Click cell E3

2.

Type the formula =B3+C3+D3, and press Enter

3.

Click cell C3, change the entry to 201, and press Enter What happens?

4.

Now, click Undo to replace the cell with the original value

Activity 3 – Use the SUM function The SUM function is a more efficient way to add up a series of numbers. 1.

Select cells B4 through E4

2.

Select the Formulas tab, and click AutoSum

3.

Click cell E4, then click Copy

4.

Click cell E5, and click Paste to copy the formula from E4 to E5 What is the formula in E5?

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Excel: Beyond the Basics Activity 4 – Use Paste Special When you copy and paste in Excel, unexpected results may occur. Use Paste Special to control the results. 1.

Copy cell E3

2.

Click cell B15

3.

Select the Home tab, click the arrow below Paste, and select Paste Special

4.

Select Values, and click OK

5.

Look at the Formula bar What does the formula say?

Activity 5 – Lock Formulas When you copy and paste a formula in Excel, the rows and columns change relative to the location of the cell where you’re pasting the formula. To keep a row or column reference consistent, use absolute references. To keep a column or row from changing when you copy and paste a formula, use the dollar sign. 1.

Click cell A10

2.

Enter Sales Tax

3.

Enter .01 in cell B10 to establish a 1 percent tax rate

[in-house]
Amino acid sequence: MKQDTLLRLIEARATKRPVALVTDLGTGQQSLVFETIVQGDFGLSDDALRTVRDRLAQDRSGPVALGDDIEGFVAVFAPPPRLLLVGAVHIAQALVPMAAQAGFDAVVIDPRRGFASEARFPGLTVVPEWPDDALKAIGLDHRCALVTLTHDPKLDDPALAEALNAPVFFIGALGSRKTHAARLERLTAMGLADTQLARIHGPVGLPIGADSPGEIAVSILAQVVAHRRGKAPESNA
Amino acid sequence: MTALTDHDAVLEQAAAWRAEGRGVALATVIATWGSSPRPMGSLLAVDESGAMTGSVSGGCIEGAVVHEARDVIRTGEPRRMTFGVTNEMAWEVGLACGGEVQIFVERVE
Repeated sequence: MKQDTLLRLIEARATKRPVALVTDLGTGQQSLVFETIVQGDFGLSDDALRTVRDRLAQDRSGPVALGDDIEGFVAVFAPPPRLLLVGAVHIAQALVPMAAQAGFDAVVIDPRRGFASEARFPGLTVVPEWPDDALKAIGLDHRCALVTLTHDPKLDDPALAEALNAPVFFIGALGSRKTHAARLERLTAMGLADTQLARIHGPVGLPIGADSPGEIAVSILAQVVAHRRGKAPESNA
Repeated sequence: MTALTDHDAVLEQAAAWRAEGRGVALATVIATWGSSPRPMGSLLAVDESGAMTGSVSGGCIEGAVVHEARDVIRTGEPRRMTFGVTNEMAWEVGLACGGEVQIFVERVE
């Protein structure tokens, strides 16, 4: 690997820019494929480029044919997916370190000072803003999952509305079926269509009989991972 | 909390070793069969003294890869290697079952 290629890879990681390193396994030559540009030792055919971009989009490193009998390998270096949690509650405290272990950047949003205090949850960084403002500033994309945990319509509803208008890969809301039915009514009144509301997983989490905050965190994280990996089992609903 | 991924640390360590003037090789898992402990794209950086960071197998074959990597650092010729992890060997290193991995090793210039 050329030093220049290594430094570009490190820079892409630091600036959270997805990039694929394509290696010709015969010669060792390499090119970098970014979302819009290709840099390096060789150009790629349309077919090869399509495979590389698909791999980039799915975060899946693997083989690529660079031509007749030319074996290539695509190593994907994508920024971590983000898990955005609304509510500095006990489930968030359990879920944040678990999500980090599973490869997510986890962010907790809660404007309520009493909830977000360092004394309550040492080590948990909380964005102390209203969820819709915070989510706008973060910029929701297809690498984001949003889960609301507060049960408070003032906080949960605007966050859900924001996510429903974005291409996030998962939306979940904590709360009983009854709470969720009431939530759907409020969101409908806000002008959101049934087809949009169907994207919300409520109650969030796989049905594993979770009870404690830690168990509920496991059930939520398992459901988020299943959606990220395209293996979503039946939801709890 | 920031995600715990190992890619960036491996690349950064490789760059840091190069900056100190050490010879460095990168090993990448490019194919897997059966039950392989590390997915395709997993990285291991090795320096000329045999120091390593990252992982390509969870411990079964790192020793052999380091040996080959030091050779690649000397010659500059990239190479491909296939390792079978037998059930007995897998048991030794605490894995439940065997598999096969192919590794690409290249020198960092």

4.

Press Enter

5.

Click cell F3

6.

Enter the formula =E3*B10

7.

Press Enter

8.

Copy the formula from cell F3 to cell F4 What’s the formula in cell F4?

9.

To fix the formula so that it consistently refers to cell B10, change the formula in cell F3 to =E3*B$10, and press Enter The dollar sign in front of the row number keeps the row number the same when you paste the formula to another cell.

10. Now, copy the formula from cell F3 to cell F4 again 11. Click cell F3 The data in cell F3 is the sales tax amount. 12. Now, add the sales tax to the original amount; type =E3*B$10+E3, and press Enter 13. Copy the formula from cell F3 to cell F4

Setting Up Formulas As you prepare to set up a formula, recall the mnemonic you may have been taught in grade school to help you remember the order of mathematical operations: “Please Excuse My Dear Aunt Sally.” Excel follows the same order when completing calculations, which is: parentheses, exponents, multiplication, division, addition, and subtraction.

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Excel: Beyond the Basics Activity 6 – Use Parentheses in Formulas Find the average of how much toner was used in the first three months of the year. 1.

Click cell G3

2.

Find the sum of the toner for January, February, and March by entering =B3+C3+D3

3.

To find the average, divide by 3

4.

Type =B3+C3+D3/3 Is the average calculated correctly?

5.

Add parentheses so the formula calculates the average correctly

6.

Enter =(B3+C3+D3)/3

Activity 7 – Find the Average Value in a Range To find the average value in a range, you don't have to manually enter data in each cell or figure out how many cells you're averaging. Instead of typing =(B3+C3+D3)/3, use the AVERAGE function. 1.

Click cell G4

2.

Click the arrow next to the AutoSum icon, and select Average

3.

Click cell B4 and drag the mouse to D4; then, click the check mark in the Formula bar

Activity 8 – Find the Lowest Value in a Range The MIN function finds the smallest number in a range of selected cells. 1.

Click cell H3

2.

Click the arrow next to the AutoSum icon, and select Min The cell formula is =MIN(B3:G3), which means data from columns B through G are included in the calculation.

3.

Change the formula to =MIN(B3:D3) so that only the individual months’ amounts in cells B3, C3, and D3 are compared to find the minimum dollar amount